By BENJIE OLIVEROS
Bulatlat Perspective | Bulatlat.com
The August 26 Luneta protest activity attended by tens to hundreds of thousands from all walks of life has jolted the Aquino administration. It is now in a quandary on what to do with the pork barrel, which it is trying to repackage, and how to save its eroding positive image.
Malacañang’s proposal to have legislators identify the projects it would want funded with their pork barrel allocations during the budgetary process misses the point completely. Even if the projects are to be identified by lawmakers during budgeting, the accessing, implementation, and skimming process could still be done later. More important is the fact that whether the identification of projects was done before or after the budgetary process, it still does not do away with the patronage politics that characterize the pork barrel system.
Malacañang and its allies in politics and media are trying very hard to make it appear that the August 26 protest activity was not at all directed against the Aquino administration but on corruption in general, the pork barrel, Janet Lim-Napoles, and the five senators and 23 members of the House of Representatives whose signatures appeared in the documents that showed that their pork barrel allocations went to fake NGOs established by Napoles. If they only listened to the speeches from various groups from different parts of Luneta during the August 26 activity, they would realize that the Aquino administration – including President Aquino and Budget Sec. Florencio Abad – was not spared from the expressions of frustration, exasperation and protest.
Why? When the Aquino administration opted to defend the pork barrel system and repackage it in a failed attempt to make it more acceptable, rather than abolish it altogether, it threw in its lot among the government officials and legislators who benefited from corrupting the pork barrel allocations. That is why when presidential spokesman Edwin Lacierda said on national television that the people at Luneta are the allies of government in the campaign against corruption, it was one twisted logic.
And that is not all…
The infamous Janet Lim-Napoles – whose picture was all over Luneta last August 26 – finally surrendered after hiding for two weeks in Metro Manila. And she demanded that she surrender to no one but the president. President Benigno Aquino III, instead of ordering those who met with Napoles to immediately arrest her and remand her to the custody of the police, waited for her at Malacañang, talked with her, then went out of his way to go to Camp Crame ahead of her to ensure her safety. Napoles was then taken to Camp Crame in a car accompanied by Lacierda, as well as other Cabinet officials.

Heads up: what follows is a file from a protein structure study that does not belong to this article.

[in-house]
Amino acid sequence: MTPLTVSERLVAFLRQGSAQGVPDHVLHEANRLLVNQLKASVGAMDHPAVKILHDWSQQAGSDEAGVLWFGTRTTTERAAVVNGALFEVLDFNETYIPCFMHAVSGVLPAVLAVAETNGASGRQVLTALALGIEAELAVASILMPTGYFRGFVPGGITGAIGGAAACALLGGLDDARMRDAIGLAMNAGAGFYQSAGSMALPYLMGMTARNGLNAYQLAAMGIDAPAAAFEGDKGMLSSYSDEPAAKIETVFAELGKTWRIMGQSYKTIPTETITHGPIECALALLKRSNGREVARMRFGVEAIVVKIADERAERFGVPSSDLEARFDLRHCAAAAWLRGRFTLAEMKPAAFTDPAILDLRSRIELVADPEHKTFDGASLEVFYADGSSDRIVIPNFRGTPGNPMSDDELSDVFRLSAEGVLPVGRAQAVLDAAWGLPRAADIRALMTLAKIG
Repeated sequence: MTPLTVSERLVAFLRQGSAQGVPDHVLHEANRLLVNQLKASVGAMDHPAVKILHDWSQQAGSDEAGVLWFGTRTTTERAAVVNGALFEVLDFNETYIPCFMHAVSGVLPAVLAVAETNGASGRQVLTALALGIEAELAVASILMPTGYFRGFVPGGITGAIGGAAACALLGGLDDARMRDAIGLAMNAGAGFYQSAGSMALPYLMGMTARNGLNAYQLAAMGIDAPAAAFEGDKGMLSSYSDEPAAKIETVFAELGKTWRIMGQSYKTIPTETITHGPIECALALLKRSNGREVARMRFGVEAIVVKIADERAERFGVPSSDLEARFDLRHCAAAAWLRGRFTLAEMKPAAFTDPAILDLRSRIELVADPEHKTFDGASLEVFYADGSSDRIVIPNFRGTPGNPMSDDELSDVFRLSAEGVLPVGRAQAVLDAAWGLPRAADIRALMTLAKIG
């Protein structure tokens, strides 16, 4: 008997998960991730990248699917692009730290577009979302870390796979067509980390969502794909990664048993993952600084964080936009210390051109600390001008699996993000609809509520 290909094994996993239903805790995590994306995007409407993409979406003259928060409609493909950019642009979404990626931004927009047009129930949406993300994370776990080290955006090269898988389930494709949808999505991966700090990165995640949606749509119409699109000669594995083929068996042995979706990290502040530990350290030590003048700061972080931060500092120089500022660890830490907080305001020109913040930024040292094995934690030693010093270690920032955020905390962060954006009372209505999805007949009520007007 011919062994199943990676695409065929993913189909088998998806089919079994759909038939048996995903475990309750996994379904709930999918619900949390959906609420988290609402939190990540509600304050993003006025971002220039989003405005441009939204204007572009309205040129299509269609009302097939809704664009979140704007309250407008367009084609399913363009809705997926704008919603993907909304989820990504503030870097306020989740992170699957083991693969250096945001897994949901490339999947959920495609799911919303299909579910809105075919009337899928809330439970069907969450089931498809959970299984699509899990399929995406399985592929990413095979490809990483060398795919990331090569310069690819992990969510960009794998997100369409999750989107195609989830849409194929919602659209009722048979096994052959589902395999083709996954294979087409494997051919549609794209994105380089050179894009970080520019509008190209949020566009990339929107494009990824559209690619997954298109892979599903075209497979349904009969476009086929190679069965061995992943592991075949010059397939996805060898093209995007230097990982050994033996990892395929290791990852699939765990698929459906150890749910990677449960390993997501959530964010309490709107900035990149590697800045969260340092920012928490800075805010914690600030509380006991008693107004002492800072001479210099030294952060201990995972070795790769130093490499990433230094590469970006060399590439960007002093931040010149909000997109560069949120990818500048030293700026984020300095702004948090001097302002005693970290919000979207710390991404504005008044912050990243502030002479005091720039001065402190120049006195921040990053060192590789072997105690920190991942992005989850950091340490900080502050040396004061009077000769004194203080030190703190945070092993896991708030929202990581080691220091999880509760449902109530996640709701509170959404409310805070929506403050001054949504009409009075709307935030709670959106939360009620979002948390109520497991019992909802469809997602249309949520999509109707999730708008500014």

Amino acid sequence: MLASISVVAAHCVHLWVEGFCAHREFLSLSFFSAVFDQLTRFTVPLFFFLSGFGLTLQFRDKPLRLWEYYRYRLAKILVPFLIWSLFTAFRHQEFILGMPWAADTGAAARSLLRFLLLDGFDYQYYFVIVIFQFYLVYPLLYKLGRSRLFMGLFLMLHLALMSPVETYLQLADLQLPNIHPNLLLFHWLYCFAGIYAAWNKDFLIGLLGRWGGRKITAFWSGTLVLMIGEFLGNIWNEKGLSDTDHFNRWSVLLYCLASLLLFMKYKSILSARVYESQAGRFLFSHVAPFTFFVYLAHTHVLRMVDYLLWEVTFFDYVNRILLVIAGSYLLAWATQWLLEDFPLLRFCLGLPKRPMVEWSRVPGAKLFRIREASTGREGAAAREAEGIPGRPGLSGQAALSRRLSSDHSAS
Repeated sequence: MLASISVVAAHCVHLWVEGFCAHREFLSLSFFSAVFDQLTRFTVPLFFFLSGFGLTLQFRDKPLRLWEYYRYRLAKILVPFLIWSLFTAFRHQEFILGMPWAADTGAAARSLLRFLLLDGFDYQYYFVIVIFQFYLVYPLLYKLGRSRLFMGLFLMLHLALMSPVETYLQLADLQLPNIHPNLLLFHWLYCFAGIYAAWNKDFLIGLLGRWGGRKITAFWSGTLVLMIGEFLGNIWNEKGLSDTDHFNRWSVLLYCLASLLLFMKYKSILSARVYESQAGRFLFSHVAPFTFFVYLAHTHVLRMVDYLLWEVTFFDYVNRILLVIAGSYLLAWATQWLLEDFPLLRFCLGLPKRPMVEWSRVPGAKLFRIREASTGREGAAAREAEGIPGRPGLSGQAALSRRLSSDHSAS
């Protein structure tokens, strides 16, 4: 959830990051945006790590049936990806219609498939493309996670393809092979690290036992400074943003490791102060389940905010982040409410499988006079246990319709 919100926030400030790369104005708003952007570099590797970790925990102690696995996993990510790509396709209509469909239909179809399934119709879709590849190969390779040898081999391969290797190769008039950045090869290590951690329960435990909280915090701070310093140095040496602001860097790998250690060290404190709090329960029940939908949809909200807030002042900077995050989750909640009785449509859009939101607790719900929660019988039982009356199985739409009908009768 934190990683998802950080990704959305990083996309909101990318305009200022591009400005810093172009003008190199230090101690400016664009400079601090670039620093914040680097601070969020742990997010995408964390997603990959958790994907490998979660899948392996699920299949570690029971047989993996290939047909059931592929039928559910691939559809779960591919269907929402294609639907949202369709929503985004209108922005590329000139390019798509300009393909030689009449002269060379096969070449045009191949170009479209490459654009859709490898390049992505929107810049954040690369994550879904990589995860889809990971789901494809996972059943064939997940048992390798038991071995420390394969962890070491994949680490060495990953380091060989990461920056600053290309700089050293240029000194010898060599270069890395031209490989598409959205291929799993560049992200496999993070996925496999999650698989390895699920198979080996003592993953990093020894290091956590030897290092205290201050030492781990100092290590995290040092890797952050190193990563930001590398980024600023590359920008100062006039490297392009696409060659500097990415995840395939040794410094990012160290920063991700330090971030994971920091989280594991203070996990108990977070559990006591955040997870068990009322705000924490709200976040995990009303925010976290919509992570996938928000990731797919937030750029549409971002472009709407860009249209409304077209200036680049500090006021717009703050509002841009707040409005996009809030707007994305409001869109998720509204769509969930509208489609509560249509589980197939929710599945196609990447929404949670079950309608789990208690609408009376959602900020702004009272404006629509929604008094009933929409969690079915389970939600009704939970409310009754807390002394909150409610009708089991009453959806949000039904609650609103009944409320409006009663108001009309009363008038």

What for? Don’t they have anything better to do with their time?
Is that the job of the president? When the president was criticized for not being visible when the southwest monsoon was battering the country with heavy rains causing floods last year, Malacañang reasoned out that the president does not meddle with tasks that are rightfully assigned to government officials. When he was not visible again during the first days of the recent disaster brought about by monsoon rains again, Malacañang did not bother to explain. But during the surrender and remanding to custody of Napoles, the president was visibly on top of the situation.
What debt of gratitude does Napoles have over the president that he would go out of his way, in the middle of the night, to make sure that she is safe and secure? He, who is wont to lash out angrily at the corruption prevalent during the previous administration, suddenly felt the need to show an act of kindness to someone accused of plundering the nation in cahoots with government officials and lawmakers? Besides, isn’t the headquarters of the Philippine National Police one of the most tightly-guarded place in the country?
What message is the president’s action sending to big-time crooks in and out of government? They could claim taxpayers’ money as their own and plunder the nation, and when they are caught red-handed, they could demand to surrender only to the president, have a 10-minute private talk with him, and be rest assured that the president will do everything within his power to make them safe and secure. Oh, and they could even be offered immunity by being a state witness.
And now, Napoles, who the government claims is not getting any special treatment, has been reportedly transferred to the Makati City jail but in her own air conditioned room with a sofa, desk, and her own toilet. She was even assured of added security 24/7. These amenities are being provided to her while ordinary detainees are crammed in jam-packed cells all over the country. This not-so-special treatment being accorded her defies logic.
There is a term for what the government’s actions with regards the pork barrel and Napoles breed: impunity.
When pressed for an explanation, Lacierda said that if the president met with Murad [MILF chair Al Haj Murad Ebrahim] in Malacañang, what is wrong with meeting with Napoles? Twisted logic once again.
Murad is not a criminal. Murad is the chair of the Moro Islamic Liberation Front, which is fighting for the right to self-determination of the Bangsamoro people. What Lacierda said is an insult to Murad, the MILF and the Bangsamoro people.
There is no logic and consistency to the actions of the Aquino administration. President Aquino, who was propelled to Malacañang on a campaign platform of good governance and the daang matuwid appears to be coddling someone accused of corruption and plunder while leaving whistleblowers in the cold.
All these show that the campaign against corruption and the pork barrel and other discretionary and un-programmed funds does not end with the August 26 Luneta protest activity. A lot more protest activities and political pressure from the people are required to force the hand of government.